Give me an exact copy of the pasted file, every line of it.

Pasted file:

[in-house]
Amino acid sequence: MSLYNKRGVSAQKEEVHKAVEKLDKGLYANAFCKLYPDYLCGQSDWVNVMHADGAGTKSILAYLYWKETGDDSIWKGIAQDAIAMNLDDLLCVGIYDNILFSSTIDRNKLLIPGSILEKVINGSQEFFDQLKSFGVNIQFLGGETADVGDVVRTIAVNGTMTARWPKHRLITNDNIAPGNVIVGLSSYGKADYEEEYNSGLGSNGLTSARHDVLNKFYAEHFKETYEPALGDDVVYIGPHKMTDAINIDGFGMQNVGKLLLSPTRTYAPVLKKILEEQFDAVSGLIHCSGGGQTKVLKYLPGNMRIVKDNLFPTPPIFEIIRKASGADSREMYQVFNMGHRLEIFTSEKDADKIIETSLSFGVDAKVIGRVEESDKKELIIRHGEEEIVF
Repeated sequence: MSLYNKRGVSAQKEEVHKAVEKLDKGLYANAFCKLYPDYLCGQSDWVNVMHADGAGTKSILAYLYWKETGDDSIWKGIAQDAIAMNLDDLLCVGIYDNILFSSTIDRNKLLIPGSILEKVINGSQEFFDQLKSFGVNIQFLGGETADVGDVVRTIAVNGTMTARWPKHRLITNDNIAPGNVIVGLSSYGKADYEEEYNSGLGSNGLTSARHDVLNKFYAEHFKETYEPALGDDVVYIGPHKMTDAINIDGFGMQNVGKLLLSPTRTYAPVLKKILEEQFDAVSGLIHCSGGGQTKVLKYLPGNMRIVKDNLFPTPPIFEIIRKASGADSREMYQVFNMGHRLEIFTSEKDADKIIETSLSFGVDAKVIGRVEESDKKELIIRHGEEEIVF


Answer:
[in-house]
Amino acid sequence: MSLYNKRGVSAQKEEVHKAVEKLDKGLYANAFCKLYPDYLCGQSDWVNVMHADGAGTKSILAYLYWKETGDDSIWKGIAQDAIAMNLDDLLCVGIYDNILFSSTIDRNKLLIPGSILEKVINGSQEFFDQLKSFGVNIQFLGGETADVGDVVRTIAVNGTMTARWPKHRLITNDNIAPGNVIVGLSSYGKADYEEEYNSGLGSNGLTSARHDVLNKFYAEHFKETYEPALGDDVVYIGPHKMTDAINIDGFGMQNVGKLLLSPTRTYAPVLKKILEEQFDAVSGLIHCSGGGQTKVLKYLPGNMRIVKDNLFPTPPIFEIIRKASGADSREMYQVFNMGHRLEIFTSEKDADKIIETSLSFGVDAKVIGRVEESDKKELIIRHGEEEIVF
Repeated sequence: MSLYNKRGVSAQKEEVHKAVEKLDKGLYANAFCKLYPDYLCGQSDWVNVMHADGAGTKSILAYLYWKETGDDSIWKGIAQDAIAMNLDDLLCVGIYDNILFSSTIDRNKLLIPGSILEKVINGSQEFFDQLKSFGVNIQFLGGETADVGDVVRTIAVNGTMTARWPKHRLITNDNIAPGNVIVGLSSYGKADYEEEYNSGLGSNGLTSARHDVLNKFYAEHFKETYEPALGDDVVYIGPHKMTDAINIDGFGMQNVGKLLLSPTRTYAPVLKKILEEQFDAVSGLIHCSGGGQTKVLKYLPGNMRIVKDNLFPTPPIFEIIRKASGADSREMYQVFNMGHRLEIFTSEKDADKIIETSLSFGVDAKVIGRVEESDKKELIIRHGEEEIVF